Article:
Engineering Rome

Traffic Management in Rome

Modern Attempts to Manage
Rome’s Ancient Roads
Darcy Akers (2013)

1. Introduction

Anyone who experiences the frustration of driving in a downtown gridlock knows the importance of traffic management. Especially in cases of densely populated urban areas, traffic management, not the construction of new roads is the cost-effective method for handling traffic and reducing congestion. The deep history and ancient infrastructure in Rome presents a difficult challenge to modern traffic managers. Historically, Romans have possessed enough city planning and engineering knowledge to manage traffic in Ancient Rome. Now, however, Roman engineers are presented with a different challenge of adapting the same ancient infrastructure to handle a much larger capacity of vehicles. By looking at the application of three technologies that manage traffic without making significant changes to the ancient infrastructure, this paper will illustrate the how well Rome is adapting to using modern technologies.

Traffic management encompasses a broad range of technologies and systems to control the mobility of vehicles. According to Hasan & Yaz, the goals of traffic management are to minimize cost, act environmentally, minimize public spending, improve quality of life, increase efficiency, and enhance safety (1999). These goals can be accomplished by employing advanced technologies, as well as comprehensive systems that improve the operation of roadways and other transport systems. Projects like installing variable message signs, restricting traffic in certain areas, automatic toll collection, and pedestrian friendly corridors are just a few examples used in urban areas. Some techniques are physical changes in infrastructure, like one-way streets or speed bumps, and others are unobtrusive and digitally controlled, like signal timing and variable message signs that show regional travel times. Traffic management doesn’t just encompass keeping vehicles moving on the road. It also includes parking systems, HOV lanes, toll roads, and more to regulations that improve overall mobility. Many large cities will employ multiple techniques to tackle traffic management and ease their congestion woes and this paper will examine a few of the methods used in Rome.

2. Background

Romans have long been credited as the first builders of modern roads, which also makes them the first road managers. As Rome expanded its empire in the Republic Era of sixth century BC, road building became a major part of military conquests. The first all-weather roads, which connect the capital to the newly conquered areas, were well-built and constructed with an efficiency that puts modern highway construction to shame. Examples of well-known 3rd and 4th century roads include the Via Latina, Via Appia, and Via Falmina (Berechman, 2002). Roads were vital for Rome’s economic and social success because they eased the movement of goods and people for both military and general purpose and increased interregional trade. According to research done by Joseph Berechman on Roman highway development, “by the 2nd century AD, there were over 85,000 km (53,000 miles) of roads within the empires borders, and over 13,600 km (8,500 miles) within Italy” (2002).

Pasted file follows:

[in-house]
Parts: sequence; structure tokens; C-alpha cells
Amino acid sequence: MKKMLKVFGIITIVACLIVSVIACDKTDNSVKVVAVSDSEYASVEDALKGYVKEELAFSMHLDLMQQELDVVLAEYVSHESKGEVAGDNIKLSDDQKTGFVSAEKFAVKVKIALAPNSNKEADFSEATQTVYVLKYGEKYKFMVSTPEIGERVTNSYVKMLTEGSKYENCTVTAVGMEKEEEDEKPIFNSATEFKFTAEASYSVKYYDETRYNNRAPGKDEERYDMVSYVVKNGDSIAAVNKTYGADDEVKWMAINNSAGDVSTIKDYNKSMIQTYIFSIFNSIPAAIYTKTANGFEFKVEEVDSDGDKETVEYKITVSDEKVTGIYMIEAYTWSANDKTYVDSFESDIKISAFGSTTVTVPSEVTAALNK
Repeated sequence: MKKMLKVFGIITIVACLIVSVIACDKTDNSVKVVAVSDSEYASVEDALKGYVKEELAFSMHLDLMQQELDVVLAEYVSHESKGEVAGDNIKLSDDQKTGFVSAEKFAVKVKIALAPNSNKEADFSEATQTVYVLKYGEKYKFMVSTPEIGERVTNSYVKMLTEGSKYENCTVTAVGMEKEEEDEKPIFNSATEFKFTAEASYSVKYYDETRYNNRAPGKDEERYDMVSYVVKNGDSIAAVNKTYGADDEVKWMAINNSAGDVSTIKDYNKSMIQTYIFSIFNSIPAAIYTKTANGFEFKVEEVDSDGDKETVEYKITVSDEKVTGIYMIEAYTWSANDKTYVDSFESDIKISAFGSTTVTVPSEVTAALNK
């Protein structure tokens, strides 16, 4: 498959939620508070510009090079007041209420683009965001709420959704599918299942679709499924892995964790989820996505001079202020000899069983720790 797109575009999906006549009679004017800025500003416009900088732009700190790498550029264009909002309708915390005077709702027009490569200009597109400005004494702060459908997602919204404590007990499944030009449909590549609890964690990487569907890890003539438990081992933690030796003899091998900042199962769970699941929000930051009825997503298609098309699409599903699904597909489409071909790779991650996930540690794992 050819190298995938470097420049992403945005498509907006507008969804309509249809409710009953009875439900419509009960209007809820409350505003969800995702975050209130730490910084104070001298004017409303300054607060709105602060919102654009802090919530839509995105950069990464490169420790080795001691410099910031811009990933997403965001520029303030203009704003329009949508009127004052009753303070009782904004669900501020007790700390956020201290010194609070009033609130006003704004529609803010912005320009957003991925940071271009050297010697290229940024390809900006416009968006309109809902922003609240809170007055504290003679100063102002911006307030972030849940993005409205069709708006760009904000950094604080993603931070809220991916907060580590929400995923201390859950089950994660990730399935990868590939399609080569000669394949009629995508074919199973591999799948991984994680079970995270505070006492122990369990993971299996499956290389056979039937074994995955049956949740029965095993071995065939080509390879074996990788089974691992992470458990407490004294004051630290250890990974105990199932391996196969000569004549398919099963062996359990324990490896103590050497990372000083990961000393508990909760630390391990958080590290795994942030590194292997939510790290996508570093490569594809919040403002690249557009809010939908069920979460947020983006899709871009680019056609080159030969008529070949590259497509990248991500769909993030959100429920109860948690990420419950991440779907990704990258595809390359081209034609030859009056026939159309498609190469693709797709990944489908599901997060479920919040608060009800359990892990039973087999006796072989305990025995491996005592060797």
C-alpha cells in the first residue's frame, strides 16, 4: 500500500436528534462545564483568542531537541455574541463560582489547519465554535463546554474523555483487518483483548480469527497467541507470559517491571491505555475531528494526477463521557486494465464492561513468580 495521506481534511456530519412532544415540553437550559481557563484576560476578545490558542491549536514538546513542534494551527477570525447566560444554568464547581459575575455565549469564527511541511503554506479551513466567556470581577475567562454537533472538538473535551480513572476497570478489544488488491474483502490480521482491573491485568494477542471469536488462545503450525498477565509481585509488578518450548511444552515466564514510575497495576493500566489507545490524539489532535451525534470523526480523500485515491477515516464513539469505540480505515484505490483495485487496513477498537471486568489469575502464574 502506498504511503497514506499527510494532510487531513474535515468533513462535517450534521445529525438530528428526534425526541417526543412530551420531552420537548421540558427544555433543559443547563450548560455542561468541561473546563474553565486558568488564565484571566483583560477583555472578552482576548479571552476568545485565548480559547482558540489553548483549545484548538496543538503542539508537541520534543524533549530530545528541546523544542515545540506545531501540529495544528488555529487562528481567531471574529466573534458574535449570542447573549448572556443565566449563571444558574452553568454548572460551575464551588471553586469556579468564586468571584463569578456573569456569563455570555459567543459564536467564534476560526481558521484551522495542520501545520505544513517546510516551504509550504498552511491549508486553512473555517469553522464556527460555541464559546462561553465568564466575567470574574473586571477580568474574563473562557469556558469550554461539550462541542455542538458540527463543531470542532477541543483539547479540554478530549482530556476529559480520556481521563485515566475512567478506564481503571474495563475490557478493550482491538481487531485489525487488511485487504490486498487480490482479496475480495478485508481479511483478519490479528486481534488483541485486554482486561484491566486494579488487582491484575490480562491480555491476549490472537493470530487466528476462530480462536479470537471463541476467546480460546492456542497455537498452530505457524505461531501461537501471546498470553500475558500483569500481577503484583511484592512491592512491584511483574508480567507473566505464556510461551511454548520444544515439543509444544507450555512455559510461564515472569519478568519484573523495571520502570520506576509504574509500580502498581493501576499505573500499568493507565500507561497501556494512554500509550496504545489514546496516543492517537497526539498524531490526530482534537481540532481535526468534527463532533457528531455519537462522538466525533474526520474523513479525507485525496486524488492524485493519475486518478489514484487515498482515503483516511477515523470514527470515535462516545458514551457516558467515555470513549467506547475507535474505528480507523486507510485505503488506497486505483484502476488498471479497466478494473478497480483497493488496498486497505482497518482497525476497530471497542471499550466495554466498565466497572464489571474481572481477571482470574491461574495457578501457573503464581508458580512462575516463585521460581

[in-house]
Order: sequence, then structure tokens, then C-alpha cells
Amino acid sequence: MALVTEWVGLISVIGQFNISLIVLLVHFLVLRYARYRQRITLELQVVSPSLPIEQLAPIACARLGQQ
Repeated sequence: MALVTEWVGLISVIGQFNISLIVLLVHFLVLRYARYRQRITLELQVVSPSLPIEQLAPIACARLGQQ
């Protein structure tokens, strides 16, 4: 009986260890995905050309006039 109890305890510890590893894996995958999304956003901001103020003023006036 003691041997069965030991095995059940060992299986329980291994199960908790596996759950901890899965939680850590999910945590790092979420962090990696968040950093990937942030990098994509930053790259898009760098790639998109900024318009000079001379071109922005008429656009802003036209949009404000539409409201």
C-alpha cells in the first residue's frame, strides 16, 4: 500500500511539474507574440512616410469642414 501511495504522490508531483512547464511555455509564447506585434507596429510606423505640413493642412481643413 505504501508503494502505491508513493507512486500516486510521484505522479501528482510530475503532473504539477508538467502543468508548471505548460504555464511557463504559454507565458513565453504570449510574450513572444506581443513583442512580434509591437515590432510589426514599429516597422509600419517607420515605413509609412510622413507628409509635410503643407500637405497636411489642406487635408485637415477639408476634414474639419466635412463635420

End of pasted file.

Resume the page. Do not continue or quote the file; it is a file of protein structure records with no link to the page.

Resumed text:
The construction of ancient roads showed that the Romans had advanced understanding of engineering. The construction of roads took place in two phases. First, the actual route design and surveying – which introduced many straight sections of roads that only curve for some mountainous terrain and natural barriers. In many cases, Romans planned the route of the road so they could paved their roads on top of existing Etruscan dirt paths and thus improved mobility very efficiently. The second phase was the actual construction of road which can be summarized as: “drainage, excavation, filling and paving” (Berechman, 2002). The materials of Roman roads often depended on the region, but generally included edge stones, a bottom foundation of mid-sized rock, a middle soft layer of sand or mortar and a surface layer of large paving stones. Some engineering techniques employed in construction were parallel drainage ditches, embankments called “Agger” to prevent flooding of the roads, and grooves engraved in steep sections to prevent soldiers from slipping (Berechman, 2002). In general, the engineers of Rome were designing the highway system in a “hub-and-spoke” network pattern, which is one of the reasons we have the famous phrase “All roads lead to Rome”.

The early management of Roman roads was partial driven by social and economic factors. For example, the milestones that were used to mark distances were primarily installed to recognize the emperor or consular who commissioned the road. In some areas, transit tolls were used to raise revenues, a traffic management technique still used in modern Rome. The rates averaged around two percent of the value of the goods being transported and were collected at borders of different districts (Berechman, 2002). Interregional trade eventually became an important factor in the construction of roads around Rome because, as Berechman establishes in his paper, “Romans derived real economic benefits from their roads” (2002). Therefore, Romans took care to maintain their roads and ensure not only easy transport of troops, but also of goods.